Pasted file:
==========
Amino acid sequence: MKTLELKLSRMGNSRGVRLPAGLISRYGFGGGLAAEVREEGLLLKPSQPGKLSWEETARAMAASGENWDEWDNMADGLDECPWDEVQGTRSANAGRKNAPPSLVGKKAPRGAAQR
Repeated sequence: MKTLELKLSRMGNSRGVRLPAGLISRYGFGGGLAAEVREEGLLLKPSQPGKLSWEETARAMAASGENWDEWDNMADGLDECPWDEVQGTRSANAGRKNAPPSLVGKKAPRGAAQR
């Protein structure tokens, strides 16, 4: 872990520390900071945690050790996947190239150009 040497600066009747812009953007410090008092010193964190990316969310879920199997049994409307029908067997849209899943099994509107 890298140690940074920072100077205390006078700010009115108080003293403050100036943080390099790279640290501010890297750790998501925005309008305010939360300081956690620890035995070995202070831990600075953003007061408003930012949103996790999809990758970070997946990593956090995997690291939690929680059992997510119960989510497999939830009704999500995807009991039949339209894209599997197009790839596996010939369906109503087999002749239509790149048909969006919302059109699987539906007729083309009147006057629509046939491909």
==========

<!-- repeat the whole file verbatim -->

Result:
Amino acid sequence: MKTLELKLSRMGNSRGVRLPAGLISRYGFGGGLAAEVREEGLLLKPSQPGKLSWEETARAMAASGENWDEWDNMADGLDECPWDEVQGTRSANAGRKNAPPSLVGKKAPRGAAQR
Repeated sequence: MKTLELKLSRMGNSRGVRLPAGLISRYGFGGGLAAEVREEGLLLKPSQPGKLSWEETARAMAASGENWDEWDNMADGLDECPWDEVQGTRSANAGRKNAPPSLVGKKAPRGAAQR
């Protein structure tokens, strides 16, 4: 872990520390900071945690050790996947190239150009 040497600066009747812009953007410090008092010193964190990316969310879920199997049994409307029908067997849209899943099994509107 890298140690940074920072100077205390006078700010009115108080003293403050100036943080390099790279640290501010890297750790998501925005309008305010939360300081956690620890035995070995202070831990600075953003007061408003930012949103996790999809990758970070997946990593956090995997690291939690929680059992997510119960989510497999939830009704999500995807009991039949339209894209599997197009790839596996010939369906109503087999002749239509790149048909969006919302059109699987539906007729083309009147006057629509046939491909």